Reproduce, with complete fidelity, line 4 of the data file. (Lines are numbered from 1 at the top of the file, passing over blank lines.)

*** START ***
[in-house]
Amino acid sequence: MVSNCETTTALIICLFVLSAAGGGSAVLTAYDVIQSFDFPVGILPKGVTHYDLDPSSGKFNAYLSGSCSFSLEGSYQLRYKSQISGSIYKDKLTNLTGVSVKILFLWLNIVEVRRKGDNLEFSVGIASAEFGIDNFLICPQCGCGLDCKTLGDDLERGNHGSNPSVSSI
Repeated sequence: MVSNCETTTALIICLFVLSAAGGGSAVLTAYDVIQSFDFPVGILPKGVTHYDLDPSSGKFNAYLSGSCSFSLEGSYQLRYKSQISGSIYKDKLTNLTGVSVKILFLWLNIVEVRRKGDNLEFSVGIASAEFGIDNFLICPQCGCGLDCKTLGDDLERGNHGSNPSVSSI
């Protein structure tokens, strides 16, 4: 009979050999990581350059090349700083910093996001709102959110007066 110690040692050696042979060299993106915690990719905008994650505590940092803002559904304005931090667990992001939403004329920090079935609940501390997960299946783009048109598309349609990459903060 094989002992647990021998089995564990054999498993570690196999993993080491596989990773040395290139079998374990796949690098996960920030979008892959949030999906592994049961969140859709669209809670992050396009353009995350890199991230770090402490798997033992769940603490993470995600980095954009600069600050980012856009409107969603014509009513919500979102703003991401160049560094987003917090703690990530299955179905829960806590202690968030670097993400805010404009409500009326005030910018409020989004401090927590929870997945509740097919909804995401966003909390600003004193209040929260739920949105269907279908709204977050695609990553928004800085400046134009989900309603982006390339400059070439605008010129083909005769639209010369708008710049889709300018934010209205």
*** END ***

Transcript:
């Protein structure tokens, strides 16, 4: 009979050999990581350059090349700083910093996001709102959110007066 110690040692050696042979060299993106915690990719905008994650505590940092803002559904304005931090667990992001939403004329920090079935609940501390997960299946783009048109598309349609990459903060 094989002992647990021998089995564990054999498993570690196999993993080491596989990773040395290139079998374990796949690098996960920030979008892959949030999906592994049961969140859709669209809670992050396009353009995350890199991230770090402490798997033992769940603490993470995600980095954009600069600050980012856009409107969603014509009513919500979102703003991401160049560094987003917090703690990530299955179905829960806590202690968030670097993400805010404009409500009326005030910018409020989004401090927590929870997945509740097919909804995401966003909390600003004193209040929260739920949105269907279908709204977050695609990553928004800085400046134009989900309603982006390339400059070439605008010129083909005769639209010369708008710049889709300018934010209205």